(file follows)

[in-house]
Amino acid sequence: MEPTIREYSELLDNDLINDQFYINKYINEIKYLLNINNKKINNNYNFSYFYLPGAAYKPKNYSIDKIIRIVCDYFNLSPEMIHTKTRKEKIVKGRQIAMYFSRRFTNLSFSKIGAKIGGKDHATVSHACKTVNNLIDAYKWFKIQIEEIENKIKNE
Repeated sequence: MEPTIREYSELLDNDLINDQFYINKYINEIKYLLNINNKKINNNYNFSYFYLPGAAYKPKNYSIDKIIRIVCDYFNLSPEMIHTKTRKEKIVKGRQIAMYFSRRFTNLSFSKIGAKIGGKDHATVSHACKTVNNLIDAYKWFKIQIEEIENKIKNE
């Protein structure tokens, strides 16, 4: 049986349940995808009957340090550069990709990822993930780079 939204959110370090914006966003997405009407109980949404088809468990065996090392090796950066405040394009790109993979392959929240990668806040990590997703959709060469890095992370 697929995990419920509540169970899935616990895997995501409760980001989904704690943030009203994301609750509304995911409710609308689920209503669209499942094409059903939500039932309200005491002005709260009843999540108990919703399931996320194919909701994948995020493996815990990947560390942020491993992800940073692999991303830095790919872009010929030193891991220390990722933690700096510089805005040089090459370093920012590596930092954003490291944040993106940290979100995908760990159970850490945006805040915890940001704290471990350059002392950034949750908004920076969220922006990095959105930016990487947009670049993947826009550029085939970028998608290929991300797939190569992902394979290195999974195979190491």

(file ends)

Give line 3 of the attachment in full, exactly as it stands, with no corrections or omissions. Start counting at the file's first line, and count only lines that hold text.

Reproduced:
Repeated sequence: MEPTIREYSELLDNDLINDQFYINKYINEIKYLLNINNKKINNNYNFSYFYLPGAAYKPKNYSIDKIIRIVCDYFNLSPEMIHTKTRKEKIVKGRQIAMYFSRRFTNLSFSKIGAKIGGKDHATVSHACKTVNNLIDAYKWFKIQIEEIENKIKNE